NASA Readies Sample From Huge Empire State Building-Sized Asteroid For Earth Crash Landing

hero asteroid bennu
NASA is making slight adjustments to the flight path of its OSIRIS-REx spacecraft, which is scheduled to deliver a sample capsule from Bennu, an asteroid the size of the Empire State Building, back to Earth. The final correction maneuvers ensured the spacecraft lands in a predetermined area on the Defense Department's Utah Test and Training Range.

The Origins, Spectral Interpretation, Resource Identification, and Security-Regolith Explorer, better known as OSIRIS-REx, was launched on September 8, 2016. It is the first-ever US mission to collect a sample from an asteroid for return to Earth. The samples collected from asteroid Bennu by OSIRIS-REx in 2020 will provide scientists "a window into the time when the Sun and planets were forming about 4.5 billion years ago."

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NASA sample recovery team member during field rehearsal.

In anticipation of the landmark event, recovery teams have been participating in field rehearsals simulating the recovery of the sample capsule. The spacecraft is currently on course to release its sample capsule, containing rocks and dust from asteroid Bennu, as it reaches approximately 63,000 miles (102,000km) above Earth's surface tomorrow.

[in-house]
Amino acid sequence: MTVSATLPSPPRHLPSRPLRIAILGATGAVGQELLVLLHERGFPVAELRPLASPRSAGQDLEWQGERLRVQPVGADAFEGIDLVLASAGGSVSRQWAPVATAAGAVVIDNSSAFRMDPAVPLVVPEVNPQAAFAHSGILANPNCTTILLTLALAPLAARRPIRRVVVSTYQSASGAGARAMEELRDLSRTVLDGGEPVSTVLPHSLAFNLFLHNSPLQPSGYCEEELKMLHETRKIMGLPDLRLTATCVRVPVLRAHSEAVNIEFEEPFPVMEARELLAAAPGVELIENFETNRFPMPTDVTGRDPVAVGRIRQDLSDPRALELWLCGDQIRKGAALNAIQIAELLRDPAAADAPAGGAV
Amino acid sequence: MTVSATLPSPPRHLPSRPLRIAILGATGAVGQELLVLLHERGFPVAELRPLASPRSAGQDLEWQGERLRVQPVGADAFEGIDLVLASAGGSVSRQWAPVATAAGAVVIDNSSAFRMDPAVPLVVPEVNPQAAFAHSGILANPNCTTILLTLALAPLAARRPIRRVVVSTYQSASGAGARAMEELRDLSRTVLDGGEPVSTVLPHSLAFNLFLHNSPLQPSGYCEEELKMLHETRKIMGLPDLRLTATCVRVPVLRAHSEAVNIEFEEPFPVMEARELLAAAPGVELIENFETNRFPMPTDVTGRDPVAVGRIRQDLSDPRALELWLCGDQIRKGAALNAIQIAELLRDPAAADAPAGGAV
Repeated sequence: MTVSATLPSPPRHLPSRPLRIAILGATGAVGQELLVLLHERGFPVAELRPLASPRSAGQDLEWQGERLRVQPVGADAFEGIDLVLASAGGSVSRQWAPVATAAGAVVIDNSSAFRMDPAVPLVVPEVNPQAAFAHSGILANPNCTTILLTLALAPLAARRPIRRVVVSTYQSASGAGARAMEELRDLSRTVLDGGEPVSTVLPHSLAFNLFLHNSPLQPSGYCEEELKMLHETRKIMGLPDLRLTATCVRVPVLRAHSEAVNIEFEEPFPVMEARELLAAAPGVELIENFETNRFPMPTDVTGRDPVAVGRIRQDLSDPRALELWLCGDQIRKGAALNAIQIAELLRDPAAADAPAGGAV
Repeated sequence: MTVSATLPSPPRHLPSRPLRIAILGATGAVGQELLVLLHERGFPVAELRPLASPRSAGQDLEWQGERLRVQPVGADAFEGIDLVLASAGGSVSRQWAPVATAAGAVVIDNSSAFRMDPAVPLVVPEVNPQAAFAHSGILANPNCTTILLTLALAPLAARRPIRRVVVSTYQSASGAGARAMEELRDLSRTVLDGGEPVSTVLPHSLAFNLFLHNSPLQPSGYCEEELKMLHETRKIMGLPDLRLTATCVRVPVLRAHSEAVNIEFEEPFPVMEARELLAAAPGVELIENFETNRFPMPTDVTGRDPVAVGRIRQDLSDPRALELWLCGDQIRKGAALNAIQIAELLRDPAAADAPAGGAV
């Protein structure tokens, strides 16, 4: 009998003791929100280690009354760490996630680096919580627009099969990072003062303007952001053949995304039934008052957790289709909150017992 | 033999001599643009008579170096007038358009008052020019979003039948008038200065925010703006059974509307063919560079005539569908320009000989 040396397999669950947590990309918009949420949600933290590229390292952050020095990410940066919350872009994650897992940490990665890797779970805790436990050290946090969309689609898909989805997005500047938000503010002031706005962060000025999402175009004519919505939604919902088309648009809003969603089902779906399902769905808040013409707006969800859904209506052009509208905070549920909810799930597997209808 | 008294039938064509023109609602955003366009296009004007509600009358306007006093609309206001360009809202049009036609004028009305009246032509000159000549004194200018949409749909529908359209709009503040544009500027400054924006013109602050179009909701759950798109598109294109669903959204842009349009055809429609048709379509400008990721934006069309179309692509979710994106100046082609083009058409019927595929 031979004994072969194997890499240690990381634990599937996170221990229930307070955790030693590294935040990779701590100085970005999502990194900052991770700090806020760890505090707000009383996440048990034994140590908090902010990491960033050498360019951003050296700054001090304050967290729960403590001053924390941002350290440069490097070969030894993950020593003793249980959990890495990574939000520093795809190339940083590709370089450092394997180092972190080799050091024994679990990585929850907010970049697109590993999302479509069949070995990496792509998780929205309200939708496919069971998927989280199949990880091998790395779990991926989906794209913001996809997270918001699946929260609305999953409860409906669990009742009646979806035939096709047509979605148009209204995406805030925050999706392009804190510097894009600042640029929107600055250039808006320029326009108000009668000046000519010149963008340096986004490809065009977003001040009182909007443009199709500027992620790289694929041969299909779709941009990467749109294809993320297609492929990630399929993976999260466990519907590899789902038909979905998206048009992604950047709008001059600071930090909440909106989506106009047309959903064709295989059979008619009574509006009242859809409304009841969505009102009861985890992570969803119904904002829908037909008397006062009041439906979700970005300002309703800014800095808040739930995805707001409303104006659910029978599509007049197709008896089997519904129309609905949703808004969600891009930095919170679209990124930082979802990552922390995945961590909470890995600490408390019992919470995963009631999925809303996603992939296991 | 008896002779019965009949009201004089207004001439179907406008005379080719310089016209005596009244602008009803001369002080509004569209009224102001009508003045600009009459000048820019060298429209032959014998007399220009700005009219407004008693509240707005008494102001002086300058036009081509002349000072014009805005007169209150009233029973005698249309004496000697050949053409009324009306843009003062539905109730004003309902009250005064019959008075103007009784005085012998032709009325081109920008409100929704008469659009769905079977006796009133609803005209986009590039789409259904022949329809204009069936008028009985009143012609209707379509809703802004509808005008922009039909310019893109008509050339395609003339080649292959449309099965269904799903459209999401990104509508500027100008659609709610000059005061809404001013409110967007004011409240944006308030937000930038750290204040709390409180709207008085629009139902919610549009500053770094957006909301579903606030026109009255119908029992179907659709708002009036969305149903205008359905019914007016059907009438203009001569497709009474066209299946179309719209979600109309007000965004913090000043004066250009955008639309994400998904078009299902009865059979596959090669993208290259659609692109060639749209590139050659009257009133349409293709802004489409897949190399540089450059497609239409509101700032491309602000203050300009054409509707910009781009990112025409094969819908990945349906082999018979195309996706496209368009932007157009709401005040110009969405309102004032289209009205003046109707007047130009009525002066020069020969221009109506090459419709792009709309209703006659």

Michael Moreau, Deputy Project Manager for OSIRIS-REx, explained why it is essential that NASA sent the spacecraft to Bennu, remarking, "Just from a general perspective, any time that we can explore a new world and see what it looks like and see what surprises it has in store for us, that's an amazing moment of discovery. It's like hiking to the top of a ridge and that moment of seeing the landscape on the other side for the first time."

Moreau explained that Bennu was chosen because it is a specific kind of asteroid believed to be made up of material dating back to the very formation of the solar system. The hope is that the returned material will provide a unique perspective in relation to the existing meteorite collection that scientists worldwide.

Even after OSIRIS-REx drops off the sample capsule, its journey is not over. It will continue on another mission called OSIRIS-APEX to rendezvous with a different near-Earth asteroid called Apophis in 2029. The spacecraft will have to be reconfigured as it will be flying very close to the Sun, and new challenges will have to be overcome just in the first few months of the new mission.

NASA has invited members of the public to attend the sample return virtually. As virtual guests, attendees can access curated resources and mission-specific information delivered to their inboxes. Attendees will also receive mission-specific collectible stamps for their virtual guest passports. Anyone wanting to attend the event virtually must register on NASA's website, with live coverage beginning at 10am EDT on September 24, 2023.

*Update 9/24/23 11:00am ET: OSIRIS-REx's Sample Return Capsule (SRC) made its landing at approximately 10:52am EDT inside the Utah Test and Training Range.

nasa visual of src on ground
nasa src team on site